The Kaufman Foundation conducted research on the performance of angel investors and concluded that if an angel has a portfolio of under 20 companies the angel’s performance will be lack-luster and quite dangerous in fact. Angels Make 2.5X ROR Research. The report found that angels need 12 current investments to reach returns of 2.5x. To join the ranks of top performers of 10x to 20x returns angels need to make 50 investments or more. The Kaufman report also cautioned that each investment opportunity must be carefully vetted with qualified due diligence (DD) conducted by subject matter experts.
I could not agree more with this empirical data.
If an angel invested $500k into two companies at $250k each, or any amount for that matter, there is an 80%+ chance that she will not see one dollar back ever. Each angel investment has about a 20% chance of viability. Sometimes I meet an angel who proudly tells me that he has 8 or 9 living investments and a few dead ones and I ask them how many years it took to get into these 9 deals. They often say 4 or 5 years. That’s not achieving what I think is the minimal portfolio theory effect which is a portfolio of 15 investments. Angel investing is not investing in publicly trade companies. This is a totally different sport. The facts tells us that only 20% of these companies make it and the variance of the performance of the survivors is huge.
Angel investors should put money down on different colored squares before spinning the roulette wheel. Silicon Valley is back in case you did not notice. Tumblr is the latest startup to be sold for over $1 billion. The way to get into a Tumblr, a Twitter, a Nicera or a VMware is to find a way to invest in 10 to 20 startups per year.
What is your strategy to get into 2 to 3 deals per month? What is your strategy to make sure each investment is well vetted, highly filtered from thousands of startups, DD conducted by subject matter experts, co-investing with the major league athletes in this game and make sure that each of your investments is bubble wrapped with the best advisors and mentors to “make it happen” for these startups and make sure they get fast tracked to VCs and introduced to the big balance sheet buyers at the right time? What is your strategy to get into 20 deals in 12 months when you only have $100k, $50k or only $25k to put to work?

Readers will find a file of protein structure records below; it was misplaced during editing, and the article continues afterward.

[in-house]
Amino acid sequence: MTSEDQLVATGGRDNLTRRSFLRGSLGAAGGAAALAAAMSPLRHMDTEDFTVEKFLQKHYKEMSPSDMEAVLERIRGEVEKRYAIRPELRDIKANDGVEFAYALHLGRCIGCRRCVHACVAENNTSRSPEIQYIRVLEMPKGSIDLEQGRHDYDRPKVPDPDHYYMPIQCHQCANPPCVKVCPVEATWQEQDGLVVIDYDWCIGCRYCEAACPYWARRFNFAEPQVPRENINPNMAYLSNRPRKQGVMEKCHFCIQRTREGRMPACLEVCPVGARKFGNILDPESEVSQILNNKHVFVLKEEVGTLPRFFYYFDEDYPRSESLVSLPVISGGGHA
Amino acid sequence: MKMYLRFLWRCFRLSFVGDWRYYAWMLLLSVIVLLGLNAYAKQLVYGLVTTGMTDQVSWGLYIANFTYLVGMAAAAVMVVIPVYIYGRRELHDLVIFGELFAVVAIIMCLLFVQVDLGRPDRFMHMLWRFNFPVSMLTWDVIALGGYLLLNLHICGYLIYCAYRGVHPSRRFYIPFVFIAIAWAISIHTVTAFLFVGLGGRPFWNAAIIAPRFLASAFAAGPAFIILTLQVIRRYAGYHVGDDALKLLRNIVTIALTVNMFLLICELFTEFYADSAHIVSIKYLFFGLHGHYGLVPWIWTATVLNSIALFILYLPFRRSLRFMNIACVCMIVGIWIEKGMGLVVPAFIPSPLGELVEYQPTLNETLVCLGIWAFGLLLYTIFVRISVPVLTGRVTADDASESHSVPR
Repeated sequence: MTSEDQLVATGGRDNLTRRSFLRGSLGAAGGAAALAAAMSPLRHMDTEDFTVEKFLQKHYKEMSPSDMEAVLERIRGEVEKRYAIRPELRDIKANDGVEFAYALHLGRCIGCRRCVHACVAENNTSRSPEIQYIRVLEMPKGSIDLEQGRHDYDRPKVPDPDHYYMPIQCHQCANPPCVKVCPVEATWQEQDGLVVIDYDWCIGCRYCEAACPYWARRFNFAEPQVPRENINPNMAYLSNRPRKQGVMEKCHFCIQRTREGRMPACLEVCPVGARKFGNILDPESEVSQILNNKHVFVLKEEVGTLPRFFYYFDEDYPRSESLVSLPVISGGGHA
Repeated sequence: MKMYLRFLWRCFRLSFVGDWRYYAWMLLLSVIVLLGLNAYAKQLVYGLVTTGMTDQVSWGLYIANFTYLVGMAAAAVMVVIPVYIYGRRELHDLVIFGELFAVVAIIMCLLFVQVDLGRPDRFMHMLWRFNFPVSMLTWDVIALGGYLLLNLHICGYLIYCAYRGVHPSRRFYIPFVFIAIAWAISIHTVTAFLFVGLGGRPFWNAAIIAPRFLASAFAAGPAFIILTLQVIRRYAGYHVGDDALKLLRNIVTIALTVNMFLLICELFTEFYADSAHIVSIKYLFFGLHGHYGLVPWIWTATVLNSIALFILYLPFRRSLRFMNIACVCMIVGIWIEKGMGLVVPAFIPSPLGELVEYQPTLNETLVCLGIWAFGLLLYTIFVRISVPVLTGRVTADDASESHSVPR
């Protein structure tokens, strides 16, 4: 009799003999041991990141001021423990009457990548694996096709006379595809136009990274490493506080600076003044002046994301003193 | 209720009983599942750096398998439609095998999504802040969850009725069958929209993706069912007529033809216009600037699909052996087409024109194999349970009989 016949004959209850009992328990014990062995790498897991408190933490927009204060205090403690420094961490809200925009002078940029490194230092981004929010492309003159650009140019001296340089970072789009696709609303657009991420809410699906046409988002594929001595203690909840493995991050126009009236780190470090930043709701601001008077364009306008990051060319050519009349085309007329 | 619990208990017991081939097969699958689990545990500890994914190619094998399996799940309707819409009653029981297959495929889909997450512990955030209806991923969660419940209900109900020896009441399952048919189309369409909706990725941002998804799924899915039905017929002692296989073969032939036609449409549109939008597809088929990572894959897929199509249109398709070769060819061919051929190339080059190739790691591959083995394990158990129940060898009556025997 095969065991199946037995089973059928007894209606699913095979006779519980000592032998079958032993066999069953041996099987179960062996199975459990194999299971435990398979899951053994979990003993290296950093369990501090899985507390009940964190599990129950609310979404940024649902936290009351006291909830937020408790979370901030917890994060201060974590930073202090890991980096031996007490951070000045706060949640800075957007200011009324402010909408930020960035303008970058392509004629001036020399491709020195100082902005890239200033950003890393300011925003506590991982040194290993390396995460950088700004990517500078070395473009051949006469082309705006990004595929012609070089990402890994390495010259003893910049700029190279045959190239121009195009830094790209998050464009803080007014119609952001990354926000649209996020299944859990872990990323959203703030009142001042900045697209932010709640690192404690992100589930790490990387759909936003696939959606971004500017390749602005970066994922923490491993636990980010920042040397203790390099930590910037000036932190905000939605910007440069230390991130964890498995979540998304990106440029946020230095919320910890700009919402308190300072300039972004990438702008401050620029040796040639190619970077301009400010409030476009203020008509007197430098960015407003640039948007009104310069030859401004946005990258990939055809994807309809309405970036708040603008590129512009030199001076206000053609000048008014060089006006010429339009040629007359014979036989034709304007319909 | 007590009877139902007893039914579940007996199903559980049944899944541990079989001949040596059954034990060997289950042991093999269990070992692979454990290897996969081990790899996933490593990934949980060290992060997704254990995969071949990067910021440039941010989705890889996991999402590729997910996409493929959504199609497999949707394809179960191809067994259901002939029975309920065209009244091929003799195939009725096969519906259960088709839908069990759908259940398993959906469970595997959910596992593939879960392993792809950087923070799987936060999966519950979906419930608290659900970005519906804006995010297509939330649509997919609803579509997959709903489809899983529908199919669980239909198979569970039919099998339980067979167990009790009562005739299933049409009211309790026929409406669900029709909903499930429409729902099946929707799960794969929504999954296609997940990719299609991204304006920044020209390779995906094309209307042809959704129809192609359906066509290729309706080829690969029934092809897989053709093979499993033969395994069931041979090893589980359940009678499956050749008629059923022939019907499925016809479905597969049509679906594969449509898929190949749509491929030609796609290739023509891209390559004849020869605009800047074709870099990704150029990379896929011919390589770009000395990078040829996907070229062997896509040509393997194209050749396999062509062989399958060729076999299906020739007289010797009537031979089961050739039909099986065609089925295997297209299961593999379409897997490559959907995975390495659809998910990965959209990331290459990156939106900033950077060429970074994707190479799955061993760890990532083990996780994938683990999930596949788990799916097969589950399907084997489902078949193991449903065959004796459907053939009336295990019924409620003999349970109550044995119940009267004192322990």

If you are an angel and have fewer than 15 live investments you are doing this as a hobby and not to make money. Wake up, dude! What are you really doing?
Georgetown Angles invests in 5 startups per quarter. We select these 5 companies from our deal flow funnel of thousands of startups that approach us for funding. We talk to and meet with hundreds of companies. We leverage the deal flow and due diligence expertise of our entire network of angels and we have the discipline to push only 5 investments per quarter through our funnel of thousands. We enable our members to invest in any of our 5 selected companies on a deal-by-deal basis investing a minimum of $25k per company if they choose to only invest in one company. If they chose to invest in only 2 of the 5 companies the minimum investment per angel is $30k which we divide evenly between the 2 companies the angel selects to invest in. If an angel wishes to invest in all 5 companies for the quarter we accept a minimum investment per angel of $50k and spread that across the 5 companies. Most startups will not accept less than a minimum of $50k or $25k directly per investors, but Georgetown Angels aggregates all of its angels into one fund and invests as one shareholder. So when we invest in a startup it is typically a cash investment of $150k to $1m into the company and Georgetown Angels is the only new shareholder in the cap table.
You don’t need to have a degree from Georgetown University to invest with us. Non-Georgetown investors are welcome to invest with us. A friend of mine in Silicon Valley recently said to me, “Wall Street is rigged. Your own banker might be screwing you. Silicon Valley is also rigged, but it’s our casino. We have access to the best information, entrepreneurs, investors and buyers.”